High PSA anxiety and low health literacy skills: Drivers of early use of salvage ADT among men with biochemically recurrent prostate cancer after radiotherapy? - Abstract

BACKGROUND: Although commonly used, early initiation of salvage androgen deprivation therapy (ADT) has not been proven to enhance survival.

We evaluated whether prostate-specific antigen (PSA) anxiety or health literacy are associated with use of early salvage ADT among men with recurrent prostate cancer after radiotherapy.

PATIENTS AND METHODS: The prospective Comprehensive, Observational, Multicenter, Prostate Adenocarcinoma Registry was used to study 375 men with biochemically recurrent prostate cancer after external beam radiation or brachytherapy. Multivariable logistic regression was used to determine whether PSA anxiety and health literacy are associated with salvage ADT as initial management after biochemical recurrence.

RESULTS: Sixty-eight men (18.1%) received salvage ADT as initial management for PSA recurrence. Men with high PSA anxiety were twice as likely to receive salvage ADT compared with men who did not have high PSA anxiety on both univariable [28.8% versus 13.1%; odds ratio (OR) 2.15; 95% confidence interval (CI) 1.16-4.00; P = 0.015] and multivariable analysis [adjusted OR (AOR) 2.36; 95% CI 1.21-4.62; P = 0.012]. Furthermore, men who had higher levels of health literacy were nearly half as likely to undergo salvage ADT compared with men who had lower levels of health literacy on univariable analysis (15.2% versus 26.3%; OR 0.50; 95% CI 0.29-0.88; P = 0.016), with a trend toward this association on multivariable analysis (AOR 0.58; 95% CI 0.32-1.05; P = 0.07).

CONCLUSIONS: Among men with PSA recurrence after radiotherapy, odds of use of salvage ADT were nearly twice as great among men with high PSA anxiety or low health literacy, suggesting that these men are receiving higher rates of unproven treatment. Given that early salvage ADT is costly, worsens quality of life, and has not been shown to improve survival, quality improvement strategies are needed for these individuals.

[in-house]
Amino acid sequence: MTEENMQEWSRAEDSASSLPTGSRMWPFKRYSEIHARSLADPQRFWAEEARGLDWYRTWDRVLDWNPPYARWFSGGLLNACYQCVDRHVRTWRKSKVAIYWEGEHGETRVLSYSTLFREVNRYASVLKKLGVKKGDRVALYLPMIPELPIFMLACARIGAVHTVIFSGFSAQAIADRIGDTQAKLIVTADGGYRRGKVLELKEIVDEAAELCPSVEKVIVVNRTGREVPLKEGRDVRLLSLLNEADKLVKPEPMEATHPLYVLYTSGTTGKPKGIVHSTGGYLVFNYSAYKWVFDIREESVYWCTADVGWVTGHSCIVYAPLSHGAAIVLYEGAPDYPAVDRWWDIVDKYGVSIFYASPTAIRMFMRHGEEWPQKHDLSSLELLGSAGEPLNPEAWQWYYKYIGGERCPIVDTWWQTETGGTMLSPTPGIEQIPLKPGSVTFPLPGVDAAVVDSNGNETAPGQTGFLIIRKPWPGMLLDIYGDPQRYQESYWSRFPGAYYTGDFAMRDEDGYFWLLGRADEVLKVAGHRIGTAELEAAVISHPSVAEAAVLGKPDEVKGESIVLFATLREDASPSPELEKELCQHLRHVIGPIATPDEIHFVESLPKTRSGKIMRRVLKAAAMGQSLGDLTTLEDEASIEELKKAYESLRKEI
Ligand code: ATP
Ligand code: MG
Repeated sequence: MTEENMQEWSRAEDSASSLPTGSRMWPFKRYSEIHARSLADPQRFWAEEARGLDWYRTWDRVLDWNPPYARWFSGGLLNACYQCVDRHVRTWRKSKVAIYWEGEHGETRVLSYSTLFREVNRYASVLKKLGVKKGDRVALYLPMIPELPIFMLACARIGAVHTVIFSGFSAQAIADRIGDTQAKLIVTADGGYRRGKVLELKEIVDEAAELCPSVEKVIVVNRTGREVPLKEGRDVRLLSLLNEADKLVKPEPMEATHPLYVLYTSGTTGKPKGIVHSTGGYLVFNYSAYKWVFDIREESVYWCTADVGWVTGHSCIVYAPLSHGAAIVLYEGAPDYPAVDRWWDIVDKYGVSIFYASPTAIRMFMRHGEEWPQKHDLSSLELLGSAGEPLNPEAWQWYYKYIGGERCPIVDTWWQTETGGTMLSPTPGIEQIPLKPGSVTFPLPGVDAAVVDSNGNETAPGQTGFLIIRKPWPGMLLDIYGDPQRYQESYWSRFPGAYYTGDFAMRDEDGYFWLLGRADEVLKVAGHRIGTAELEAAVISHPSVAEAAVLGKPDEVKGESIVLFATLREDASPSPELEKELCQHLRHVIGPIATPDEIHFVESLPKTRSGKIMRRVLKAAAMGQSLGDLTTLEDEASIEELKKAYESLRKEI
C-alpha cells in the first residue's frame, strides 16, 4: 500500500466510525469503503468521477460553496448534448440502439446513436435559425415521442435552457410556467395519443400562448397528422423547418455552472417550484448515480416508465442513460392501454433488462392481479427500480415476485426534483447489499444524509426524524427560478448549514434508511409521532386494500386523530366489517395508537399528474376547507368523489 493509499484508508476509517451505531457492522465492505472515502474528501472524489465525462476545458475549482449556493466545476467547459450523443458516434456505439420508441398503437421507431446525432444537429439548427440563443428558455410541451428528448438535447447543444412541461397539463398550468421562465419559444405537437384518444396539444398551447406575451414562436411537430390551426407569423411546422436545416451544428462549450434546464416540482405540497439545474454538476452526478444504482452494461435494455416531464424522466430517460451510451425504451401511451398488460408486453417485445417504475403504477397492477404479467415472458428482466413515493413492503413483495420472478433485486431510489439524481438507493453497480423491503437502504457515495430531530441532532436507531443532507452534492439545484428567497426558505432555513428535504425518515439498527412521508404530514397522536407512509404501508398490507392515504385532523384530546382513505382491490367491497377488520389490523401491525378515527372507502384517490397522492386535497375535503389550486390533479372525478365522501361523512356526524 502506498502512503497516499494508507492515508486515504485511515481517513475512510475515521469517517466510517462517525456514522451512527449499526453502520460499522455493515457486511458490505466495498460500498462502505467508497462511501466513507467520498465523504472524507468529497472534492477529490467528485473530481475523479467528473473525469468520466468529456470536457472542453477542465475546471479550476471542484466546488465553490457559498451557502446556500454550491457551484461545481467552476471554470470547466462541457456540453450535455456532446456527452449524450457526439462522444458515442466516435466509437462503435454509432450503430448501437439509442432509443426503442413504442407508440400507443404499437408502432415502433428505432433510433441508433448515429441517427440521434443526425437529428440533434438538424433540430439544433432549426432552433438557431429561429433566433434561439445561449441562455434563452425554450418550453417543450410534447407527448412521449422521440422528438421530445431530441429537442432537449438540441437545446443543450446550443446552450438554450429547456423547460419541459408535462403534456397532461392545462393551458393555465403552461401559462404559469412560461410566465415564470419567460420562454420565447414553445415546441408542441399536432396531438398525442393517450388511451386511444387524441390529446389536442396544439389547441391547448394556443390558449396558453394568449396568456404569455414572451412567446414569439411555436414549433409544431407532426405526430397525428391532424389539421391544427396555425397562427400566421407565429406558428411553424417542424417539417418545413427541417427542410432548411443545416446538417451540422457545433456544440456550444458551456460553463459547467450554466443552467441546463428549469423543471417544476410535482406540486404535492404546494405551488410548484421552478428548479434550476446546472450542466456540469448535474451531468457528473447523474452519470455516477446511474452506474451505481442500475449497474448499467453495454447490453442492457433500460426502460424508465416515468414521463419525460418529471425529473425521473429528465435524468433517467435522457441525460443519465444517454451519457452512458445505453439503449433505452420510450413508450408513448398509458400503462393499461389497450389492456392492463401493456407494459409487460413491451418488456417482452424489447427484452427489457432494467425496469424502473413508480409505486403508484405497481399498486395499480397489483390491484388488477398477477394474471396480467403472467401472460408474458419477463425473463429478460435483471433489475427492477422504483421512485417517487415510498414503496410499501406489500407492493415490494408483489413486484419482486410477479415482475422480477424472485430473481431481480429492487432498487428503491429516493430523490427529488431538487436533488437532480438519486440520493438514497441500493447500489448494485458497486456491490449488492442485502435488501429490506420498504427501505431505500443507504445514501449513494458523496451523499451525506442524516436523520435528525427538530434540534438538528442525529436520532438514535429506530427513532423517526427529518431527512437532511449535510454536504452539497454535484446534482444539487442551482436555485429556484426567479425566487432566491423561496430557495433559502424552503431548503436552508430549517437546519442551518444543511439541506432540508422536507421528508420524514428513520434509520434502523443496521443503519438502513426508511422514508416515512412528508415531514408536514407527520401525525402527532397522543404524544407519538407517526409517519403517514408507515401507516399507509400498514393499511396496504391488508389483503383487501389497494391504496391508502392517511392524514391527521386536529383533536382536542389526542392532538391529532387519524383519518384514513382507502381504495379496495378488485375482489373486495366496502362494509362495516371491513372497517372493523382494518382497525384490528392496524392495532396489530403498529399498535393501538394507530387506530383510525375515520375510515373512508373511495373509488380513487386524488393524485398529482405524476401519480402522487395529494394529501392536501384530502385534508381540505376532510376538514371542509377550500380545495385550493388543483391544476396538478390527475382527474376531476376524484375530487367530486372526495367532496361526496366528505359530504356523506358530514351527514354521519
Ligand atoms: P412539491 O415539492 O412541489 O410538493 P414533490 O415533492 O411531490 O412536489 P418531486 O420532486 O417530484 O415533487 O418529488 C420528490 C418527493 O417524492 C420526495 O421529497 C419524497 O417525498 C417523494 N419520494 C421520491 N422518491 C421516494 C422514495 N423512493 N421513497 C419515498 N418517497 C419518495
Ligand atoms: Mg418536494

Written by:
Mahal BA, Chen MH, Bennett CL, Kattan MW, Sartor O, Stein K, D'Amico AV, Nguyen PL.   Are you the author?
Harvard Medical School, Boston; Department of Statistics, University of Connecticut, Storrs; South Carolina College of Pharmacy and the Hollings Cancer Center, Charleston; Department of Quantitative Health Sciences, Cleveland Clinic, Cleveland; Departments of Medicine and Urology, Tulane University, New Orleans; Novartis, East Hanover; Department of Radiation Oncology, Dana-Farber Cancer Institute and Brigham and Women's Hospital, Harvard Medical School, Boston, USA; Department of Radiation Oncology, Dana-Farber Cancer Institute and Brigham and Women's Hospital, Harvard Medical School, Boston, USA.  

Reference: Ann Oncol. 2015 Apr 28. pii: mdv185.
doi: 10.1093/annonc/mdv185


PubMed Abstract
PMID: 25926039

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